Trials, tribulations in powerful Passes at Berkeley Rep

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Cheryl Lynn Bruce is Shelah and Michael A. Shepperd is Creaker in Tarell Alvin McCraney’s Head of Passes on Berkeley Repertory Theatre’s Thrust Stage. Below: Shepperd’s Creaker prepares for a party with his son, Crier (Jonathan Burke). Photos courtesy of

Some houses leak when it rains. For Shelah, the deluge inside is almost as severe as the one outside, and that’s just the water. The metaphorical flood – of tragedy – has only just begun.

Tarell Alvin McCraney’s Head of Passes, a co-production of Berkeley Repertory Theatre and New York’s Public Theater, takes its cue from Job, the world’s most famous sufferer and faith questioner. This time out, the one who will pray on bended knee and shake her fist at God is Shelah, the matriarch of a family whose Louisiana home sits where three forks of the Mississippi River come together in a wetlands area known as Head of Passes.

McCraney, a fast-rising playwright best known in the Bay Area for his extraordinary Brother/Sister Plays, is the kind of writer who blends real-world storytelling with elements of poetry and spirit to create a heightened theatrical language that conjures a world that looks and often feels like our own but then expands or contracts to feel epic or microscopic depending on the dramatic situation.

McCraney has a true gift, and it’s thrilling to fall into one of his plays. Head of Passes is an immersive experience in every way. The story McCraney unspools begins in the realm of classic American family drama – it feels like rich territory trod by O’Neill, Miller, Wilson and the like – but then becomes wholly McCraney in Act 2 when Shelah must deal with the wrath of God. Director Tina Landau (whodirected the play’s 2013 world premiere at Chicago’s Steppenwolf Theatre Company) also delivers an astonishing physical production that drowns Berkeley Rep’s Thrust Stage in rain, flood and rising tides.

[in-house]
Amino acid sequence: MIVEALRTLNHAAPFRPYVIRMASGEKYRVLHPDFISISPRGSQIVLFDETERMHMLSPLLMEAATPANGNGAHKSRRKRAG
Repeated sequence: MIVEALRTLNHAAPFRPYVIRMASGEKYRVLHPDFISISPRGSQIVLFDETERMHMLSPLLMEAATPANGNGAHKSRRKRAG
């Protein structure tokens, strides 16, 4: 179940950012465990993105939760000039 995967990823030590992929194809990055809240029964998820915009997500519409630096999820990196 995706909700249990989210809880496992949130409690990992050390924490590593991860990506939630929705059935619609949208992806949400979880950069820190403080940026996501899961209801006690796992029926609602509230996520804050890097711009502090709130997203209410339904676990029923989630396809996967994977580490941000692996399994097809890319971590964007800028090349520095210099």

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At first glance, G.W. Skip Mercier’s set reveals a large, handsome two-story home where there’s about to be a birthday party for Shelah, a widow, attended by close friends and her grown children. Festival lights have been strung in what looks to be a nicely appointed day room, where the party will take place. When the storm arrives, we see the rain outside the living room window, but soon enough, the leaky roof might as well not even be there. It’s raining in the living room, and no bucket or pile of towels will catch the overflow.

The party, as they say, must go on. Shelah (Cheryl Lynn Bruce, reprising the role from the Chicago premiere), doesn’t even remember it’s her birthday. She’s happy to see her sons Aubrey (Francois Battiste) and Spencer (Brian Tyree Henry) and daughter Cookie (Nikkole Salter), but she doesn’t want a fuss. She’s especially dismayed to see her doctor (James Carpenter, who gets one of the evening’s best laughs), the only other person who knows the truth about her precarious health.

Along with a candle-laden cake, the party offers up its fair share of drama, much of it centered around Shelah’s late husband and his relationship with his children (especially Cookie). There’s also a minor father-son drama involving Creaker (Michael A. Shepperd), Shelah’s major domo, and his son, Crier (Jonathan Burke), who seems only a few auditions away from landing a Broadway national tour.

By the end of Act 1, long-suppressed truths have been revealed, betrayals have occurred and relationships have fractured. The emotional storm is matched by the one outside, and havoc is wreaked so effectively, the technical prowess of the production threatens to overwhelm the plot.

But McCraney and Landau are too canny to let that happen. Act 2 essentially becomes a monologue for Shelah, a churchgoing woman all her life, who suffers wave after wave of bad news while the building over her head continuously threatens to dump her into the rising waters below.